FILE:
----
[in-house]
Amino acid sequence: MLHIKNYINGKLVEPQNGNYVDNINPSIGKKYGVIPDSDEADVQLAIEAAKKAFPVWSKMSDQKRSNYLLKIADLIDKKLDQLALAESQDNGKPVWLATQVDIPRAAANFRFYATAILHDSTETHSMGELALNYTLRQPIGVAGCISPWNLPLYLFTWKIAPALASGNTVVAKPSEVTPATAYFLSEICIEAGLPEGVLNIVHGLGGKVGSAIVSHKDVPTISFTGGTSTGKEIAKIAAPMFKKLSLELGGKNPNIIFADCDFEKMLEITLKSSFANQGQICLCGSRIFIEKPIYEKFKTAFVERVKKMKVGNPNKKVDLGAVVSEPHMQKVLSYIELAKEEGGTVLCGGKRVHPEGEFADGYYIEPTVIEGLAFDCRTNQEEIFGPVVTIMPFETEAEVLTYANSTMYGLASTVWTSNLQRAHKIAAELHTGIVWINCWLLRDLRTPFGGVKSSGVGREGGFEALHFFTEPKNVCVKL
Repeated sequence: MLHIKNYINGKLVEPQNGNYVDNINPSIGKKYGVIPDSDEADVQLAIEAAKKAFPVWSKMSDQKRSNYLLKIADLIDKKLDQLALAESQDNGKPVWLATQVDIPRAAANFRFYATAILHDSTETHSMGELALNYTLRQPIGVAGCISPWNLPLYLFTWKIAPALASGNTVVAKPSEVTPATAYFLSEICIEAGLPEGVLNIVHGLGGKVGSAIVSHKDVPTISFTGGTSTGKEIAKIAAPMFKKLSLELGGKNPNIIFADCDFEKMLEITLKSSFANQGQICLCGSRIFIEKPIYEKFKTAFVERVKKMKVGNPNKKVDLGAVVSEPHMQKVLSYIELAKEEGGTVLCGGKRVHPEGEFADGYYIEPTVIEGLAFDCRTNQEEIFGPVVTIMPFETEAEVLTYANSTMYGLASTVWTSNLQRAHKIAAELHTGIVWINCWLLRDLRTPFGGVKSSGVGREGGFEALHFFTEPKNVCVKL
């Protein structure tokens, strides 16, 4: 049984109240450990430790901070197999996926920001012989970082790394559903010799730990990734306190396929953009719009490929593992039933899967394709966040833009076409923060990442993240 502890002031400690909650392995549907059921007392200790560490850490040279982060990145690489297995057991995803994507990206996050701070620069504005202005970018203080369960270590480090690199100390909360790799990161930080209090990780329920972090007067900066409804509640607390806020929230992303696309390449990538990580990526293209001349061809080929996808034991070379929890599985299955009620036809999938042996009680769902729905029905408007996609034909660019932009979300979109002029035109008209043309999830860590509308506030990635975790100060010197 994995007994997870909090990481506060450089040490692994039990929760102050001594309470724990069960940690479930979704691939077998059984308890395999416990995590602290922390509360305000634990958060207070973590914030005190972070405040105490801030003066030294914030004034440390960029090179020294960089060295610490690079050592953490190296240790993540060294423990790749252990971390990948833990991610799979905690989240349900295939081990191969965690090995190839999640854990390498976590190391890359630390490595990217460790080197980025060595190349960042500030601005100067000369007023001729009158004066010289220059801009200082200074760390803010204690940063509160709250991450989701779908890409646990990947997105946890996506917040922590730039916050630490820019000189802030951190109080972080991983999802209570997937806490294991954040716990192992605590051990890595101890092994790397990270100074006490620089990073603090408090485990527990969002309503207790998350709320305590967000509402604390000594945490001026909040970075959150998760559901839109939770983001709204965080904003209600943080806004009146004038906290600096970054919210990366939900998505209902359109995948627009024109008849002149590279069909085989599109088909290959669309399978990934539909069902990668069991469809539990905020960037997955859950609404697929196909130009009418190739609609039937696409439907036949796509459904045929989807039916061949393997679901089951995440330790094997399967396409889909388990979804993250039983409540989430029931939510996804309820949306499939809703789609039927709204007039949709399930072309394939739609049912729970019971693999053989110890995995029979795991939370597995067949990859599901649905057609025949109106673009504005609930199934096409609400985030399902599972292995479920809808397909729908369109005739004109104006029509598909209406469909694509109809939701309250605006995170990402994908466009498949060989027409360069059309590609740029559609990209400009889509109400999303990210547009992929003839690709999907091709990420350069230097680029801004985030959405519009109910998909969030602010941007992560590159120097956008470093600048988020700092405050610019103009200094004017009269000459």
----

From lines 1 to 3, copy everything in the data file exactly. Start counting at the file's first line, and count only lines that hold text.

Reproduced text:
[in-house]
Amino acid sequence: MLHIKNYINGKLVEPQNGNYVDNINPSIGKKYGVIPDSDEADVQLAIEAAKKAFPVWSKMSDQKRSNYLLKIADLIDKKLDQLALAESQDNGKPVWLATQVDIPRAAANFRFYATAILHDSTETHSMGELALNYTLRQPIGVAGCISPWNLPLYLFTWKIAPALASGNTVVAKPSEVTPATAYFLSEICIEAGLPEGVLNIVHGLGGKVGSAIVSHKDVPTISFTGGTSTGKEIAKIAAPMFKKLSLELGGKNPNIIFADCDFEKMLEITLKSSFANQGQICLCGSRIFIEKPIYEKFKTAFVERVKKMKVGNPNKKVDLGAVVSEPHMQKVLSYIELAKEEGGTVLCGGKRVHPEGEFADGYYIEPTVIEGLAFDCRTNQEEIFGPVVTIMPFETEAEVLTYANSTMYGLASTVWTSNLQRAHKIAAELHTGIVWINCWLLRDLRTPFGGVKSSGVGREGGFEALHFFTEPKNVCVKL
Repeated sequence: MLHIKNYINGKLVEPQNGNYVDNINPSIGKKYGVIPDSDEADVQLAIEAAKKAFPVWSKMSDQKRSNYLLKIADLIDKKLDQLALAESQDNGKPVWLATQVDIPRAAANFRFYATAILHDSTETHSMGELALNYTLRQPIGVAGCISPWNLPLYLFTWKIAPALASGNTVVAKPSEVTPATAYFLSEICIEAGLPEGVLNIVHGLGGKVGSAIVSHKDVPTISFTGGTSTGKEIAKIAAPMFKKLSLELGGKNPNIIFADCDFEKMLEITLKSSFANQGQICLCGSRIFIEKPIYEKFKTAFVERVKKMKVGNPNKKVDLGAVVSEPHMQKVLSYIELAKEEGGTVLCGGKRVHPEGEFADGYYIEPTVIEGLAFDCRTNQEEIFGPVVTIMPFETEAEVLTYANSTMYGLASTVWTSNLQRAHKIAAELHTGIVWINCWLLRDLRTPFGGVKSSGVGREGGFEALHFFTEPKNVCVKL